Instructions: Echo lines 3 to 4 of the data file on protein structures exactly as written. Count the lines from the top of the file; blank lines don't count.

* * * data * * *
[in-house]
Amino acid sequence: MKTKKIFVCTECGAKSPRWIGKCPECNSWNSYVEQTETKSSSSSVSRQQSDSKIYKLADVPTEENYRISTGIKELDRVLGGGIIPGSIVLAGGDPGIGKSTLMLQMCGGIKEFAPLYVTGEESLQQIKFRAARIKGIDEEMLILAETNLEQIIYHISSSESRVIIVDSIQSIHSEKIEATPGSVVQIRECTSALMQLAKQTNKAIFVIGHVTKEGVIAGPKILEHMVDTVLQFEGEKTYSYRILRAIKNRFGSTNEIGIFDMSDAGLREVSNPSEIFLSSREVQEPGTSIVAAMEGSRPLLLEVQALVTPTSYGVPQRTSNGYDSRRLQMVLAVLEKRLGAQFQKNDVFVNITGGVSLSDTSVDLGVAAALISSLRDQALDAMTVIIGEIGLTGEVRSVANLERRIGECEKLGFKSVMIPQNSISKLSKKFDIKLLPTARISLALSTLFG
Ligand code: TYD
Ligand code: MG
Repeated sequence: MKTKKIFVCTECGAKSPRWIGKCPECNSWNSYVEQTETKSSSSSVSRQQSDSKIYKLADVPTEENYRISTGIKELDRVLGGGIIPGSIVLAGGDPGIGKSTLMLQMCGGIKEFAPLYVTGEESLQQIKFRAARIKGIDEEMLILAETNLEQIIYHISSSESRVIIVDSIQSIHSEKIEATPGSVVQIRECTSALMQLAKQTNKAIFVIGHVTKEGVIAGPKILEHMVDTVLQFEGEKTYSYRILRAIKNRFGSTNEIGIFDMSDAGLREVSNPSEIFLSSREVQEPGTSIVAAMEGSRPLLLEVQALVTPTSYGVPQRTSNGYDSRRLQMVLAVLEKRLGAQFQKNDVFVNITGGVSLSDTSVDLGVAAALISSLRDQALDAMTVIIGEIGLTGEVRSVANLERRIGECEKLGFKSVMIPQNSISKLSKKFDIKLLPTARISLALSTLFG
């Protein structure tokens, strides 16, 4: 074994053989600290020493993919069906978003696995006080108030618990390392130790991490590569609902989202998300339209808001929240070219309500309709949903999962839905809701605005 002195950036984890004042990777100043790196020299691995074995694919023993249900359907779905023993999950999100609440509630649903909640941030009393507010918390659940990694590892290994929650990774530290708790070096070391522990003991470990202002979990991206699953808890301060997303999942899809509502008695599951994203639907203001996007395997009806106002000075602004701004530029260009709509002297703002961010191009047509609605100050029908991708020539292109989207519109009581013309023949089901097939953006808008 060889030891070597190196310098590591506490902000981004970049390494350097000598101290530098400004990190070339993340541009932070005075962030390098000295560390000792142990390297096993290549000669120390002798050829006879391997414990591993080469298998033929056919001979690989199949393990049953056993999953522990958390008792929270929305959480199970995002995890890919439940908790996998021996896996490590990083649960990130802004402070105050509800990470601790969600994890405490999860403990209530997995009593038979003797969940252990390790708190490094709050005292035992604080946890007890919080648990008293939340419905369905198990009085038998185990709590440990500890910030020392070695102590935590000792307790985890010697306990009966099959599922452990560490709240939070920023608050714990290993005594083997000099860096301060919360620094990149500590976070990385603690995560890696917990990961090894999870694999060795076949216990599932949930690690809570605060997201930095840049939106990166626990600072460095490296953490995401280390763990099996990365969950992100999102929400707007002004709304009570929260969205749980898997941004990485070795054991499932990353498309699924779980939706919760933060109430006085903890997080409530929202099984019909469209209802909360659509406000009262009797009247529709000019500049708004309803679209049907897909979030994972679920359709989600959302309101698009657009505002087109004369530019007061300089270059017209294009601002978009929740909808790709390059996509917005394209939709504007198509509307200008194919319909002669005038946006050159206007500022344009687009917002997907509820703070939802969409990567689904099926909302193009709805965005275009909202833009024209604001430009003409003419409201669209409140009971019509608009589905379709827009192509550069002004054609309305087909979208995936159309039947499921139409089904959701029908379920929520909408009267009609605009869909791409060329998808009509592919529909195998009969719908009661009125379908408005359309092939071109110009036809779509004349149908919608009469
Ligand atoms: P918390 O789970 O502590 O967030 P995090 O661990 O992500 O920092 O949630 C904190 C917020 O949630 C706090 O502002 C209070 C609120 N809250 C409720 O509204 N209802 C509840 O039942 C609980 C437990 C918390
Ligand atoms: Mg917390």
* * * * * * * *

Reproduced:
Ligand code: TYD
Ligand code: MG